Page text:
For long time readers of my blog, you may recall that I have only recently become a fan of Apple products. I work professionally in the technology industry and for nearly 25 years now I have worked with Microsoft-based solutions primarily. It was only after purchasing an iMac computer for our home use that I began to appreciate the zen of Apple — and the masterful vision, leadership ability, and the intense level of commitment of Steve Jobs.

As my ownership of Apple products increased in number so did my use of Apple products on a day-to-day basis. I began to develop a deep sense of appreciation, and connection, with Apple and Steve Jobs. As anyone who owns an Apple product will tell you, there is something very appealing about being an “Apple user.” It begins with the unboxing process. As I unboxed our new iMac back in 2009, I thought, “with so much consideration given to something as simple and fleeting as unboxing a product, the rest of the experience is going to be amazing!” And it is, with all Apple products.

Much has been written about the successes, and failures, of Apple over the years, and a simple search of the internet will reveal a ton of content on the PC vs. Mac debate, so I won’t go into it here, but suffice it to say — I am proud to be a Mac!

Through my appreciation of Apple and Steve Jobs, I began to read books regarding both and researched the “Steve Jobs story.” Suffice it to say that I would not be mistaken in saying that Steve Jobs was truly one-of-a-kind in our era. He was a prolific visionary, the best CEO of our time, and an amazing innovator. His talents will be unrivaled, unfortunately, for some time to come.

Over the course of the next few months there are sure to be many stories and television specials about his life and the contributions he has made for the betterment of all and I encourage everyone to watch or read them because Steve Jobs was truly unique and an amazing individual that had a far reaching impact on us all. There is much that we can learn from his story, struggles, and triumphs. For the uninitiated, and a little insight into what I mean, here is a video of Steve Jobs delivering a commencement address before the graduating class of Stanford University in 2005:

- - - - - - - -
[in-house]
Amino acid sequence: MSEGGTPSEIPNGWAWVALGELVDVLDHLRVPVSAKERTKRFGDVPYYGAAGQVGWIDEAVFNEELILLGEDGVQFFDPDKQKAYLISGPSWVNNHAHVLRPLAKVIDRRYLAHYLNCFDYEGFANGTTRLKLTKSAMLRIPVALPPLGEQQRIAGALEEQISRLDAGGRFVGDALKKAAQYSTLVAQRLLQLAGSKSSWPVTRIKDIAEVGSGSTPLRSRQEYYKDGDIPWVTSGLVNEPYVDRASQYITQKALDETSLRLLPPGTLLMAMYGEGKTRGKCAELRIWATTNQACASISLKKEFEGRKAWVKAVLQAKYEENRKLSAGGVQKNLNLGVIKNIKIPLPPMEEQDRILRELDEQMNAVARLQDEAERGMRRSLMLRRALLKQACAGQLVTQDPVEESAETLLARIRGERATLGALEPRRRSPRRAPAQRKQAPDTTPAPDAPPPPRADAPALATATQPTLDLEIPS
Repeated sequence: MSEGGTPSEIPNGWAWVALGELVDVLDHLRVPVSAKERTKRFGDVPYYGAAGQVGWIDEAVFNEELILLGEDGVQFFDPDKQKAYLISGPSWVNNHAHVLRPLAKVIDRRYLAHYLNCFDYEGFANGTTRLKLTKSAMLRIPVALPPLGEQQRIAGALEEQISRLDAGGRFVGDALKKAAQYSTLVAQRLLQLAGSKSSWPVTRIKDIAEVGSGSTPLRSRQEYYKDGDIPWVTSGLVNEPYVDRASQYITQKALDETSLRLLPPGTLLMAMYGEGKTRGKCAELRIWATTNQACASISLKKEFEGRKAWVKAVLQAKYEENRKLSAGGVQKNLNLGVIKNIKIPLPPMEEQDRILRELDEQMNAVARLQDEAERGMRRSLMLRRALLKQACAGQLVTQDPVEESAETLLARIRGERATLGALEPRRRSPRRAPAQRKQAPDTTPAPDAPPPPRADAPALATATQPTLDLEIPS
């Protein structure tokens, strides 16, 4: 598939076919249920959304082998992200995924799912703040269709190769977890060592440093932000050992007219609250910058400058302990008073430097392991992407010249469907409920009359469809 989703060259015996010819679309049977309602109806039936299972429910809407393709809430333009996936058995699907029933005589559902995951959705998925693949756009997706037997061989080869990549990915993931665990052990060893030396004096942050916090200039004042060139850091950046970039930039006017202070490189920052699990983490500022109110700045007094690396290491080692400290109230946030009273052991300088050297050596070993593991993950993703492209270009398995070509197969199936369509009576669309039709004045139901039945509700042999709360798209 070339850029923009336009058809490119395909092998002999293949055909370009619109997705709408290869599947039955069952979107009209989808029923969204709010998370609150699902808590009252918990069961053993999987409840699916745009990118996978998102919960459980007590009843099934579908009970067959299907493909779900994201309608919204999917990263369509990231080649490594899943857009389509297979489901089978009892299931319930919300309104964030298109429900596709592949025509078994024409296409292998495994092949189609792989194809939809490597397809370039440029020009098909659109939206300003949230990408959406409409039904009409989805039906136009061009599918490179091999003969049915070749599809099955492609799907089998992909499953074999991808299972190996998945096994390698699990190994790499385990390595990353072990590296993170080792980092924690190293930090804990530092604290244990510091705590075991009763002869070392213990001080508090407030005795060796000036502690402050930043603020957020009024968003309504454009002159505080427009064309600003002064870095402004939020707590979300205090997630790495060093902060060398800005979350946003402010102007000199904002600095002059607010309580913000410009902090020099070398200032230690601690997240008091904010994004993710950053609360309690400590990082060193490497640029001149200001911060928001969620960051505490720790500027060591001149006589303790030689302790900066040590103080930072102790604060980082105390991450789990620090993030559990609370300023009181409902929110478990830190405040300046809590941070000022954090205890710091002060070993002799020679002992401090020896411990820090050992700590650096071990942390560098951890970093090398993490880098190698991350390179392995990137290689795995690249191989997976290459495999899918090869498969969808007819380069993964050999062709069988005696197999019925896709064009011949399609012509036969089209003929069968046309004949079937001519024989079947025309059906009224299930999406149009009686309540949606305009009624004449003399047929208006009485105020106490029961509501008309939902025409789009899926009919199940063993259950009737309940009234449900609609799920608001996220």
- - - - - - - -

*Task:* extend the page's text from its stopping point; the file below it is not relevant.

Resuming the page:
In my discussions about Apple and Steve Jobs to many in the last few years, you can tell those who “get it” and know exactly how you feel and/or what you mean from those who don’t. I think to “get it” you have to really use an Apple product and then you will see that Steve “got us” from the very beginning.

Steve, I get it and you will be missed.

Image of Apple Inc.’s web site honoring Steve Jobs. (Photo courtesy of Apple Inc.)

“Here’s to the crazy ones, the misfits, the rebels, the troublemakers, the round pegs in the square holes… the ones who see things differently — they’re not fond of rules… You can quote them, disagree with them, glorify or vilify them, but the only thing you can’t do is ignore them because they change things… they push the human race forward, and while some may see them as the crazy ones, we see genius, because the ones who are crazy enough to think that they can change the world, are the ones who do.” – Steve Jobs



And for those, like me, looking for a little levity…




Along the same vein as Travis Dewitz, John Benner captures truly compelling and inspiring photographs of modern railroads in action, complete with a sense of drama which “puts you there.” Here is John’s description of his passion from his web site at JohnBenner.com:

I strive to make photographs which convey a sense of place, in terms of atmosphere as much as physical representation.  The former Santa Fe territory across the southwest is a special place to me, and I try to relate the dramatic elements that make it fascinating.  This site is intended to exhibit a few selected images drawn from my work, both digital and legacy film images.  

It was John’s work that inspired me to go back out to BNSF’s Seligman Sub last April and try my hand at capturing the “drama and atmosphere” that John’s work conveys. I love his low light pieces shown below:

Image © Copyright 2011 by John Benner

Image © Copyright 2011 by John Benner

Image © Copyright 2011 by John Benner

Stellar work John and thanks for sharing your talent and work with us all.